The United States on Thursday warned Pakistan that it faced long-term economic damage with little return if China keeps pursuing its giant infrastructure push.
The top US diplomat for South Asia said the China-Pakistan Economic Corridor -- heralded as a game-changer by both Asian countries -- would profit only Beijing and said that the United States offered a better model.
"It's clear, or it needs to be clear, that CPEC is not about aid," said Alice Wells, the acting assistant secretary of state for South Asia.
She noted that the multibillion-dollar initiative was driven by non-concessionary loans, with Chinese companies sending their own labor and material.
"CPEC relies primarily on Chinese workers and supplies, even amid rising unemployment in Pakistan," Wells said at the Woodrow Wilson International Center for Scholars.
The corridor "is going to take a growing toll on the Pakistan economy, especially when the bulk of payments start to come due in the next four to six years," she said.
"Even if loan payments are deferred, they are going to continue to hang over Pakistan's economic development potential, hamstringing Prime Minister (Imran) Khan's reform agenda," she said.
The United States has gone on the offensive against China's Belt and Road Initiative, a signature project of President Xi Jinping which aims to build ports, highways and railways around the world.
But Wells' speech was unusually specific in warning of risks to Pakistan, a historic ally of the United States which has had a turbulent relationship with Washington in recent years over Islamabad's shady ties with Islamist militants.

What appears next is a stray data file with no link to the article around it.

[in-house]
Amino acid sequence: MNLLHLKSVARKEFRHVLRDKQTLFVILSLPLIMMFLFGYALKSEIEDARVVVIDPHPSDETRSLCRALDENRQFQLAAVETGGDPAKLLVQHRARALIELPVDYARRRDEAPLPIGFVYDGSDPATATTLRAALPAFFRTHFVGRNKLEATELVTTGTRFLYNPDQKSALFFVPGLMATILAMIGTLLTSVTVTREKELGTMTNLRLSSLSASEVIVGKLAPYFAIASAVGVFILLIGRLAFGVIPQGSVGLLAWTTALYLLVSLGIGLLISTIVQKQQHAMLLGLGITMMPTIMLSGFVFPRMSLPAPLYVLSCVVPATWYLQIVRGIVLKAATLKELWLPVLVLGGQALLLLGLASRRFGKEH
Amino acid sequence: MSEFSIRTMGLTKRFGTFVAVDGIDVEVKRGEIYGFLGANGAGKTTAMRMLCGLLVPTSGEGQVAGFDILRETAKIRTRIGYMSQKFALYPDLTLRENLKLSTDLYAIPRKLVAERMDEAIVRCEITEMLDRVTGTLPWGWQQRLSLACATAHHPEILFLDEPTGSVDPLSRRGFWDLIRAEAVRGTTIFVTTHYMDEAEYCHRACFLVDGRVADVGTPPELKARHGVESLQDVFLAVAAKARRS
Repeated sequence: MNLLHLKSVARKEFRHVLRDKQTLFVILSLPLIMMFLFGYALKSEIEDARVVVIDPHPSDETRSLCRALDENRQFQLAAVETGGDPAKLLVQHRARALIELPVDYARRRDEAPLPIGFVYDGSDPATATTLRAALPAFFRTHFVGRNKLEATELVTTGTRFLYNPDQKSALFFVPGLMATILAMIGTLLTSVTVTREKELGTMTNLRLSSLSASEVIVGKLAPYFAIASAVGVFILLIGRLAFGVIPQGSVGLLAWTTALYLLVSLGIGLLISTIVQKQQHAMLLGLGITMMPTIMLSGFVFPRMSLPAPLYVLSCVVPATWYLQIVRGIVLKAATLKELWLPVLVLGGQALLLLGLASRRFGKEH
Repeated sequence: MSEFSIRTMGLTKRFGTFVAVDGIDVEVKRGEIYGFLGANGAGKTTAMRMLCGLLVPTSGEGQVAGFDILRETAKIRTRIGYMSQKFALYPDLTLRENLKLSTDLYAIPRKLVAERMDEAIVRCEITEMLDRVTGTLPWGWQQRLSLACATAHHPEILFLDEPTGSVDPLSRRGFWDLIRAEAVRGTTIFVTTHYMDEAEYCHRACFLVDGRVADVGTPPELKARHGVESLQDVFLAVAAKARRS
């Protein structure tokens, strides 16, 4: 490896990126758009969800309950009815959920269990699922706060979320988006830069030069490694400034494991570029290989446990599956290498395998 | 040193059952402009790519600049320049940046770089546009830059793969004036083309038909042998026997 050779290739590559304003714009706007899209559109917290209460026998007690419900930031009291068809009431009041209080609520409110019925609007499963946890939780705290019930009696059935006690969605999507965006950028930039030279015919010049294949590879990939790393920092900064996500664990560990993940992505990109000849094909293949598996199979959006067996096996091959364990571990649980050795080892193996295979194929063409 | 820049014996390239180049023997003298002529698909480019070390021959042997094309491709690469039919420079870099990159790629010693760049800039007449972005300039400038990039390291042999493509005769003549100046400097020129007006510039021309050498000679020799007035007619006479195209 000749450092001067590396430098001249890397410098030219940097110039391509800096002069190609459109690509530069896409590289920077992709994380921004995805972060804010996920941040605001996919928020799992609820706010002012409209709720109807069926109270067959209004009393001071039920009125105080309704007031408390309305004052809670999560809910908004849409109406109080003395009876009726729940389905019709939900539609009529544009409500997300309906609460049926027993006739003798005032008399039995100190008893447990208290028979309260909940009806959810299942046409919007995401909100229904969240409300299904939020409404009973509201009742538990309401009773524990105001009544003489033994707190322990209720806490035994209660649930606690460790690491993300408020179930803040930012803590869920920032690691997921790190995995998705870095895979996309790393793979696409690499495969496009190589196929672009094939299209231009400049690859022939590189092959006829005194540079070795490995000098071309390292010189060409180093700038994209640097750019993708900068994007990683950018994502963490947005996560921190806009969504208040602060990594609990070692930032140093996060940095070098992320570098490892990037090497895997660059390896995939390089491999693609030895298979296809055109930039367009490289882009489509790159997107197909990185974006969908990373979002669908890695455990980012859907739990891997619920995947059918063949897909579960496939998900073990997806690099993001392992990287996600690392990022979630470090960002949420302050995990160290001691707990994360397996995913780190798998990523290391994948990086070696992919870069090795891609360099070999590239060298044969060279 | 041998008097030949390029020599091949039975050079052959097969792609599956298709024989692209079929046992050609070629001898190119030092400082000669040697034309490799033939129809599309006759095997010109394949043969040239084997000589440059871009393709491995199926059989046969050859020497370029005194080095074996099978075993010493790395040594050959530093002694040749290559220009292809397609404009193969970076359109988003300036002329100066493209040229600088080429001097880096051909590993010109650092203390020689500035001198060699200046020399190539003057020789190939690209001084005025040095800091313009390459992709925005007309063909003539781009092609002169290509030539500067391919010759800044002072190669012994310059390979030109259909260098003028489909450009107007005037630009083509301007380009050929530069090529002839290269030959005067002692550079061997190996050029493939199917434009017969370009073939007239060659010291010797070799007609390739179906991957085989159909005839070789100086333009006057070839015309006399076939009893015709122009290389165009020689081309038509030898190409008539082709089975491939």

While acknowledging that the United States could not come to Pakistan with offers from state-run companies, Wells said private US investment, coupled with US grants, would improve the troubled economy's fundamentals.
"There is a different model," she said. "Worldwide we see that US companies bring more than just capital; they bring values, processes and expertise that build the capacities of local economies." She pointed to interest in Pakistan by US companies including Uber, Exxon Mobil, PepsiCo and Coca-Cola, with the soft-drink makers together investing $1.3 billion in the country.
China's main promises in Pakistan include the development of Gwadar on the Arabian Sea into a world-class port.
Beijing hopes to link Gwadar to the western Chinese region of Xinjiang, giving the world's second largest economy more access to the oil-rich Middle East and reducing reliance on the dispute-ridden South China Sea.